Buying a handgun can become a challenge, and your reasoning for picking one should be governed by the “why?” question. Why do you need it?
Owning and using a firearm requires a great deal of responsibility, and these tools shouldn’t be bought on an impulse.
You shouldn’t get a pistol because it’s the right or the cool thing to do, and you should buy a handgun because you need it. A handgun is not a toy or an accessory that can be flashed around whenever your feel like it, and in untrained hands, these tools can become dangerous.
Hopefully, this article will provide you with some pointers on why you need a handgun and how to narrow down your search.
Doing your homework
Before you buy any firearm, you should have an idea of what you’re looking for, how much you’re willing to spend on it, and your main reason for purchasing the firearm. If you want to get a handgun, this research will help you figure out if you need a semi-automatic or a revolver.
You should stick to your homework and your personal beliefs, and you shouldn’t let the person behind the counter convince you otherwise. Most often, they will sway you one way or the other, and you may end up leaving the shop with something that isn’t exactly what you needed or wanted and for which you’ve paid more than you can afford.
You don’t have to feel pressured to buy something right then and there, and it’s wiser to shop around until you’ve found what you’re looking for.
Also, another thing that becomes mandatory is doing a little bit of research and learning about the legal rights and implications of owning a firearm.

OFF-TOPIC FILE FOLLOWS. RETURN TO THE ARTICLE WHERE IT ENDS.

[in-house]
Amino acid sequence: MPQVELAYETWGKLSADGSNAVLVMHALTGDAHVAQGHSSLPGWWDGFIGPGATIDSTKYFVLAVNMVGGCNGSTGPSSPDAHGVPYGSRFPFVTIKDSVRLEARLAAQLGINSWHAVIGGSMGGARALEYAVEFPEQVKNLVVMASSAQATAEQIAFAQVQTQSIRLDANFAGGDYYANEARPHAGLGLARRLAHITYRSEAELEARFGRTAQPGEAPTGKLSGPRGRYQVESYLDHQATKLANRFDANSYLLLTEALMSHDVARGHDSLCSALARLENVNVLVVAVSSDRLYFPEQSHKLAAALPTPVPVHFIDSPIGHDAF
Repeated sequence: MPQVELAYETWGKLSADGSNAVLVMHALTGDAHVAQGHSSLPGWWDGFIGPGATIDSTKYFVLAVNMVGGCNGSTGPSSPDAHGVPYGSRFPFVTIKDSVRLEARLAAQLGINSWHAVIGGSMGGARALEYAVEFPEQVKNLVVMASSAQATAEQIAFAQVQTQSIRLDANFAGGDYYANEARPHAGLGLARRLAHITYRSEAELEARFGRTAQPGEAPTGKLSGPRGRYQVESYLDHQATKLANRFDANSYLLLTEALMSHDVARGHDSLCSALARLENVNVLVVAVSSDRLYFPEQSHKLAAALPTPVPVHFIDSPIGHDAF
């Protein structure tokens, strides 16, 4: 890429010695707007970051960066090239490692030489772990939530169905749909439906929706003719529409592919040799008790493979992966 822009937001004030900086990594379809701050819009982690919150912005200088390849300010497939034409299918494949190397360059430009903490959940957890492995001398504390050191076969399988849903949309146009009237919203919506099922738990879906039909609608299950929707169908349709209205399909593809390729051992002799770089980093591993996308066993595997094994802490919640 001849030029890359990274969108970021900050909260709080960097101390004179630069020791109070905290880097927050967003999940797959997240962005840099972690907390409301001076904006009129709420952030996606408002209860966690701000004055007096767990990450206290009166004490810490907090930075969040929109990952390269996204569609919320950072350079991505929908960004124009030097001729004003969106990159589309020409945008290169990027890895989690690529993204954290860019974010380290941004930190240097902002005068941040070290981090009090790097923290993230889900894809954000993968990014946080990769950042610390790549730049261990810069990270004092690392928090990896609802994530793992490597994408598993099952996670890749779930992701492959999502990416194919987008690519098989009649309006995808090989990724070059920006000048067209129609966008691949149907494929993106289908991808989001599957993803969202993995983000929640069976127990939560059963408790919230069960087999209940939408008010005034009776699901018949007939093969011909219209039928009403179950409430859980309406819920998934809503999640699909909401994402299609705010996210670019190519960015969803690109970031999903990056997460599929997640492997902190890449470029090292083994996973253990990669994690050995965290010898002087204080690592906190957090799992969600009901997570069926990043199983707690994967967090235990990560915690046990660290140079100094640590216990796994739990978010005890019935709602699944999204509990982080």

Various laws and responsibilities govern handgun ownership and usage, and these may vary from one jurisdiction to another. For example, you should learn about areas where you expect to carry your gun and research the limitations you may encounter.
If you want to go with a semi-automatic pistol, you should know that these handguns use a detachable magazine that feeds the ammunition. The gas expelled from the first round will drive the bolt back and allow another round to be automatically fed into the chamber. You can fire several shots depending on the magazine’s capacity, which varies depending on the ammunition used and other factors.
If you go with a revolver, you have to keep in mind that these handguns operate thanks to a mechanical system involving a rotating cylinder that holds the rounds. Pulling the external hammer will rotate the cylinder, and a round will be put into the firing position.
Also, revolvers are single or double action, and this means that a single-action revolver will require for the hammer to be pulled manually each time you shoot, while a double-action one will automatically rotate the cylinder with every squeeze of the trigger.
The problem with revolvers is that these handguns can hold six rounds, which is not nearly enough for many folks. Some can hold less or more, but this depends on the size of the handgun and ammunition used.
How will you use your handgun?
The reasons for owning a handgun may vary from one person to another, and most folks will get one for self-defense purposes. However, some may need a handgun for their hunting trips, while others may want one to shoot targets at the range.
If you intend to use your handgun for one of the above-listed reasons, you have to pick one from the many types available on the market. You can pick a semi-automatic or a revolver. There are short barrel and long barrel ones, and as for calibers, there are way too many to list here. Your job is to narrow your choices down and find the handgun that serves your purpose.
If you plan to buy a gun to shoot targets at the range, you can’t go wrong with either a semi-automatic or a revolver, preferably chambered for .22LR. Such handguns are an ideal choice for teaching people how to shoot, and they can also be used to practice firearms safety. Some of the people I see at the range regularly use handguns with a 4- or 6-inch barrel, and they swear these are perfect for target shooting practice, so you may want to look into that.